Chisholm said he had read past NAO reports, noting a common theme in previous government IT projects has been “excessive customizations, moving away from the standards.” This, he added, “is what added to the costs and made it difficult to move to the shared-services approach,” something which he says will not happen with Matrix.

On the surface, it makes a lot of sense. As David Myers, a former director of shared services at the Cabinet Office and now CIO at Lancaster University tells ERP Today; in principle “it’s got to be sensible to aggregate because it allows for shared data-driven decision making, which is always more difficult with disparate architecture.”

And who would argue with government departments actually saving public money? Deeper within though, it is extremely complex, and as both Moores and Chisholm are no doubt aware, a huge challenge at delivering on promises within budget. Would it be a government IT project-first?

Steve Ingram, a director of consulting at Deloitte UK, compares the proposed consolidation of IT services as akin to working on a global conglomerate and trying to standardize systems across multiple acquisitions, mergers and regions (EMEA, Americas and Asia Pacific) in one major project.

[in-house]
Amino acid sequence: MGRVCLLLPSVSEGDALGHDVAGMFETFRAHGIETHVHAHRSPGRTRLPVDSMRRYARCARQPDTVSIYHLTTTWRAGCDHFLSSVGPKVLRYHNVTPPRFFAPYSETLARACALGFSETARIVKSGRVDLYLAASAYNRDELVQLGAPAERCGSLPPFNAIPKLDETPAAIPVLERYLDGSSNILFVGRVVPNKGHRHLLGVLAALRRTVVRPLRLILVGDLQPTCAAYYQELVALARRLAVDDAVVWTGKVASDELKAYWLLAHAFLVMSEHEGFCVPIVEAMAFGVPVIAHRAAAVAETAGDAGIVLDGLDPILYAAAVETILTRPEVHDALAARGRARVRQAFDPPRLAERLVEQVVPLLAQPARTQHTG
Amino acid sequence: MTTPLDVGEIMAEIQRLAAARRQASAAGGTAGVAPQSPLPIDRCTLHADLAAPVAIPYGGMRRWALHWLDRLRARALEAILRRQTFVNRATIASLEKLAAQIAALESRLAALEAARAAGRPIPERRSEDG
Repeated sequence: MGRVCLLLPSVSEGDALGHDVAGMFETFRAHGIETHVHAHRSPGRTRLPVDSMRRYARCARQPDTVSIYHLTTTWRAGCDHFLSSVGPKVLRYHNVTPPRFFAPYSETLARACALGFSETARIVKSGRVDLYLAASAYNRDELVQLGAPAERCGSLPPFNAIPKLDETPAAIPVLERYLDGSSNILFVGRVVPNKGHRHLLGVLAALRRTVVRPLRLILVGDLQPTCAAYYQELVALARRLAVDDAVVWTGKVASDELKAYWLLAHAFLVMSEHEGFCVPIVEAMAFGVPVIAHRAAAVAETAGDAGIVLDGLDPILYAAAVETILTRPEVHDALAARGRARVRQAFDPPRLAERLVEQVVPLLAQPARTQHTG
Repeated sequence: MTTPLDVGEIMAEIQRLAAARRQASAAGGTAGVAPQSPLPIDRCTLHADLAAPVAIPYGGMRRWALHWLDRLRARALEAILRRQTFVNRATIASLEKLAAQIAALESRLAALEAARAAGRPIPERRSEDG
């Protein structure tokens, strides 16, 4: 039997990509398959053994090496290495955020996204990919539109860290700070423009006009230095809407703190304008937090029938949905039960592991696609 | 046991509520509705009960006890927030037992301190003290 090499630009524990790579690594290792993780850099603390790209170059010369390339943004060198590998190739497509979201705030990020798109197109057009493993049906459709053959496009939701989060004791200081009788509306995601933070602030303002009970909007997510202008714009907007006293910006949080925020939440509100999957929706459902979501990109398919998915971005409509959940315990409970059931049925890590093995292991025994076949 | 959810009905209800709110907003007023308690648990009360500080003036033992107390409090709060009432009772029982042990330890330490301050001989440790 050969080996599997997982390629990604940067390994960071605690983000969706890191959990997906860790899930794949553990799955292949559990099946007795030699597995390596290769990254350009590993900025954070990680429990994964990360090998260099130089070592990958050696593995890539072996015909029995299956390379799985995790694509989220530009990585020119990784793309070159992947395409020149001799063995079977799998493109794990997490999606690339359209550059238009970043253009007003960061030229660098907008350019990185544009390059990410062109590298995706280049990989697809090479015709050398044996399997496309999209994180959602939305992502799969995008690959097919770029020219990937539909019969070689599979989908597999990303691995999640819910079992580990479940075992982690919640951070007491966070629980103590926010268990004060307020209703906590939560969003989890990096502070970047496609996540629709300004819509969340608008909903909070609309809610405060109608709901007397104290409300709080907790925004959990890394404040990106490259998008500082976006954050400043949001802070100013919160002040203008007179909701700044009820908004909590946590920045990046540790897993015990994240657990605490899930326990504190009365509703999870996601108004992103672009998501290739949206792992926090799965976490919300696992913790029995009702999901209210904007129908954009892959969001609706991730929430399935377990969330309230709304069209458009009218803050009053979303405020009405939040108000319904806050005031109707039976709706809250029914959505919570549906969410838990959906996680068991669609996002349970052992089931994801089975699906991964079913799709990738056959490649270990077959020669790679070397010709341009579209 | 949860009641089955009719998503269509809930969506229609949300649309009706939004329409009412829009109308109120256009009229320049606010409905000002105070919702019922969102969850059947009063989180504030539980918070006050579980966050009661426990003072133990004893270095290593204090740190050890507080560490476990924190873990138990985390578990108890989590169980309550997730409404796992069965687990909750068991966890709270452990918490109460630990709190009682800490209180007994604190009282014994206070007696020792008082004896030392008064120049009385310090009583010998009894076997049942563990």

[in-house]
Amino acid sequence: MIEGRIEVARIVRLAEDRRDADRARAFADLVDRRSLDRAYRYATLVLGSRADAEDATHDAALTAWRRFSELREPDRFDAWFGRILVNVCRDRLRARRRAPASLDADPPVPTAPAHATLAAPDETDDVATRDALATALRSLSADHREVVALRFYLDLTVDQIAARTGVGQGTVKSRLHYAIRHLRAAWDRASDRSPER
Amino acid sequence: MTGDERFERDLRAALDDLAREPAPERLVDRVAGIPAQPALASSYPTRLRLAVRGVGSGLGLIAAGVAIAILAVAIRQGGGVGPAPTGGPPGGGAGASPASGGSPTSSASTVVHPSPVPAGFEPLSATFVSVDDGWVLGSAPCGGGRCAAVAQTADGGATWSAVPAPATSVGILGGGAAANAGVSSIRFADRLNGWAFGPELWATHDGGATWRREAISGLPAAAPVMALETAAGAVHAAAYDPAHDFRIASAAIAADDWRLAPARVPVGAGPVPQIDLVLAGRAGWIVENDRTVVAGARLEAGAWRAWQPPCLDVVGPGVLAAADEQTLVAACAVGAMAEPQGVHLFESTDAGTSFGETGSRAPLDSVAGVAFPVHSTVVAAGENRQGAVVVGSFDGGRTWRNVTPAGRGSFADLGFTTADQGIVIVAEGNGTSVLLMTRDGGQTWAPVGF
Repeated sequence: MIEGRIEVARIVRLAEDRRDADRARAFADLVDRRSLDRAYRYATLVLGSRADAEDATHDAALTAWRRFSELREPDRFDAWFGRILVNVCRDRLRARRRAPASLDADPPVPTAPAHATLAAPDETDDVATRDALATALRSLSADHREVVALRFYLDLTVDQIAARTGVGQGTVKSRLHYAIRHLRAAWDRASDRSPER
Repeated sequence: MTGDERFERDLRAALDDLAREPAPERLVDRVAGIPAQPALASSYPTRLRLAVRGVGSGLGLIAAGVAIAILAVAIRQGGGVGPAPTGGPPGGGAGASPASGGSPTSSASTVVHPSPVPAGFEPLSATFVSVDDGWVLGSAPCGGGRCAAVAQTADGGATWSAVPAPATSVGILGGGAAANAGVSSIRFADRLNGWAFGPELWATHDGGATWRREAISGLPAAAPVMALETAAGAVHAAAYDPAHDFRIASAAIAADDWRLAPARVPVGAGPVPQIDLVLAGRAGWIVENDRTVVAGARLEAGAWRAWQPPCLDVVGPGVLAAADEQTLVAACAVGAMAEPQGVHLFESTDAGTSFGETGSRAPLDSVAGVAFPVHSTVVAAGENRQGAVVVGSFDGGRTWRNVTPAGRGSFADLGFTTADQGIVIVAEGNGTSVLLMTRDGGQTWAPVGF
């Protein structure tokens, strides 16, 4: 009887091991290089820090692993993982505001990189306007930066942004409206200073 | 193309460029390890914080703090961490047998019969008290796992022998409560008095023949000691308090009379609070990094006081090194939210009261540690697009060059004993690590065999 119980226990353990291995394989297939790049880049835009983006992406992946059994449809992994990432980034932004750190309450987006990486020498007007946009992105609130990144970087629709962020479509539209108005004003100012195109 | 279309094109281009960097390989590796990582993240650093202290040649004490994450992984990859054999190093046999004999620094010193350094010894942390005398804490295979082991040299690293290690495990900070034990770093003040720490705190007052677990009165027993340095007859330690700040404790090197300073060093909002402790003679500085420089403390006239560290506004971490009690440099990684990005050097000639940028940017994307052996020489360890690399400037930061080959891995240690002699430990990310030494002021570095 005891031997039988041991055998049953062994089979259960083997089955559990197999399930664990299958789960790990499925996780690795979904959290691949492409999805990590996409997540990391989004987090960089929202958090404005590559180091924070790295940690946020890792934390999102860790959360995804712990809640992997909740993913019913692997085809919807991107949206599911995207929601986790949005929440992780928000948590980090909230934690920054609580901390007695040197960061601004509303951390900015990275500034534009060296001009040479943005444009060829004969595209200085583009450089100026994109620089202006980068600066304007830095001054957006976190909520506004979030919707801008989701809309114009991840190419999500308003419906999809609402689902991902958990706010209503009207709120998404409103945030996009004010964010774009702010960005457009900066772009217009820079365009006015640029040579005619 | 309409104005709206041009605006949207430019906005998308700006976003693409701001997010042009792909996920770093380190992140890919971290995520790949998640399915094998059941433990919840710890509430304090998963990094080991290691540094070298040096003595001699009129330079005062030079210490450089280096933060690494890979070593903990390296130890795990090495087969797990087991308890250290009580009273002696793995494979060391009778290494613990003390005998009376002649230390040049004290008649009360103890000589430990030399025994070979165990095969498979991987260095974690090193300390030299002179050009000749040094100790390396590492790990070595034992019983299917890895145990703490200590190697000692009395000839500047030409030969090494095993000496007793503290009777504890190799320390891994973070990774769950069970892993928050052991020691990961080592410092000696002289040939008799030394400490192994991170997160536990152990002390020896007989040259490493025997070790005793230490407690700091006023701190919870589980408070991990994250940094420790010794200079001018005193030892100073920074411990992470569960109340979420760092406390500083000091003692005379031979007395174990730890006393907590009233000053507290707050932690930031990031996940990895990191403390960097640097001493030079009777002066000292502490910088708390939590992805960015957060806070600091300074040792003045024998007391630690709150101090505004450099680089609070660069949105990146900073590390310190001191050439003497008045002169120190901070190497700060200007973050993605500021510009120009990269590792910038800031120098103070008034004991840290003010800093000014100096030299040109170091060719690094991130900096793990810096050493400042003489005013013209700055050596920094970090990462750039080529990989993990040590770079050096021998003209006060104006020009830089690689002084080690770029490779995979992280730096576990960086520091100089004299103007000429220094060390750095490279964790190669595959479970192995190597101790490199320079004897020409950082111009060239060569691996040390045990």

“Getting agreement is only the first stage, and then actually doing it will be another,” he says. “Although they have split the government departments into ‘fast movers’ and ‘slower followers’, these terms are probably relative and they are all at different paces, which are variations on glacial pace.”

The Matrix tender is looking to purchase Cloud-based capabilities, including SaaS ERP and “associated technologies,” plus integration and change management services. Most would agree that this is the way to go, as it creates scalability and, potentially, an interoperable space for data sharing. It fits with Moore’s desire to “set standards” across the cluster, something which Jaco Vermeulen, CTO of BML Digital recommends.

“The IT system configuration and set-up is the easy part if it is a proper SaaS platform using standard processes,” he says. “Limit implementation to configuration, and do not build bespoke functions. The IT systems implementation and integration should not be done independently of the operational change coming with establishing a shared service center; in fact, the new operating model should lead the technology and IT implementation.”